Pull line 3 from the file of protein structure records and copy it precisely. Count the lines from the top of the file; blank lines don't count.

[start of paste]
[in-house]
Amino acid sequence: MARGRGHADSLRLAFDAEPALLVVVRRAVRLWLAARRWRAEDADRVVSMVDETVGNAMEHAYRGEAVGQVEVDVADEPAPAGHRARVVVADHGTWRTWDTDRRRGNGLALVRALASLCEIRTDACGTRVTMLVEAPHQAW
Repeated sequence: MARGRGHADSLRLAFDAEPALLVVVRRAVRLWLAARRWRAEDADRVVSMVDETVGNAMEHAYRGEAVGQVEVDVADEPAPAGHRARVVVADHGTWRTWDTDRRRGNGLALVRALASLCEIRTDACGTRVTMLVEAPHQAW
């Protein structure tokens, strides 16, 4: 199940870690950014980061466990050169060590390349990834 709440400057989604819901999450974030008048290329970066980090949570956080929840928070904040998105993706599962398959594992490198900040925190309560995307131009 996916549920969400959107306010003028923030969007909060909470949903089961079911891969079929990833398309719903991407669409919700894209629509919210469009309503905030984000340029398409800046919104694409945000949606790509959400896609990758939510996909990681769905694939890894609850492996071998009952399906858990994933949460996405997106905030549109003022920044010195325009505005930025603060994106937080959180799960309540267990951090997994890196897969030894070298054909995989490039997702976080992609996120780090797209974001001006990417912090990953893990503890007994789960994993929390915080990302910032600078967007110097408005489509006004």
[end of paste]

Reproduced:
Repeated sequence: MARGRGHADSLRLAFDAEPALLVVVRRAVRLWLAARRWRAEDADRVVSMVDETVGNAMEHAYRGEAVGQVEVDVADEPAPAGHRARVVVADHGTWRTWDTDRRRGNGLALVRALASLCEIRTDACGTRVTMLVEAPHQAW